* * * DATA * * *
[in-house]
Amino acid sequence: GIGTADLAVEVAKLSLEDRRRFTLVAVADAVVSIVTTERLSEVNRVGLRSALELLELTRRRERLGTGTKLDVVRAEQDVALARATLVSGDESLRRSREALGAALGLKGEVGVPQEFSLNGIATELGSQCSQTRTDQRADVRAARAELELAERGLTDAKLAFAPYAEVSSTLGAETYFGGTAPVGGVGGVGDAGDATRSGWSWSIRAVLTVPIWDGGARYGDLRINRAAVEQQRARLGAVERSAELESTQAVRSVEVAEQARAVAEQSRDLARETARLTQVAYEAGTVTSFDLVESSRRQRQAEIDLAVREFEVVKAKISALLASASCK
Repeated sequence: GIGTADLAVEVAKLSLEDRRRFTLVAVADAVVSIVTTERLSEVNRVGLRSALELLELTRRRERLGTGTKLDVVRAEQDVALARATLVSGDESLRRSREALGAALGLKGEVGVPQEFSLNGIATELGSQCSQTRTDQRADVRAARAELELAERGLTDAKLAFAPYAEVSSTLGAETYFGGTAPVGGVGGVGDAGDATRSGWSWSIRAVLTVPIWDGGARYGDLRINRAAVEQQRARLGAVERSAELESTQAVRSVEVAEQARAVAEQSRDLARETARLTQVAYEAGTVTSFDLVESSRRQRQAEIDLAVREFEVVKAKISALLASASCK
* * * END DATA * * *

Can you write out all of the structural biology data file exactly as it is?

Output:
[in-house]
Amino acid sequence: GIGTADLAVEVAKLSLEDRRRFTLVAVADAVVSIVTTERLSEVNRVGLRSALELLELTRRRERLGTGTKLDVVRAEQDVALARATLVSGDESLRRSREALGAALGLKGEVGVPQEFSLNGIATELGSQCSQTRTDQRADVRAARAELELAERGLTDAKLAFAPYAEVSSTLGAETYFGGTAPVGGVGGVGDAGDATRSGWSWSIRAVLTVPIWDGGARYGDLRINRAAVEQQRARLGAVERSAELESTQAVRSVEVAEQARAVAEQSRDLARETARLTQVAYEAGTVTSFDLVESSRRQRQAEIDLAVREFEVVKAKISALLASASCK
Repeated sequence: GIGTADLAVEVAKLSLEDRRRFTLVAVADAVVSIVTTERLSEVNRVGLRSALELLELTRRRERLGTGTKLDVVRAEQDVALARATLVSGDESLRRSREALGAALGLKGEVGVPQEFSLNGIATELGSQCSQTRTDQRADVRAARAELELAERGLTDAKLAFAPYAEVSSTLGAETYFGGTAPVGGVGGVGDAGDATRSGWSWSIRAVLTVPIWDGGARYGDLRINRAAVEQQRARLGAVERSAELESTQAVRSVEVAEQARAVAEQSRDLARETARLTQVAYEAGTVTSFDLVESSRRQRQAEIDLAVREFEVVKAKISALLASASCK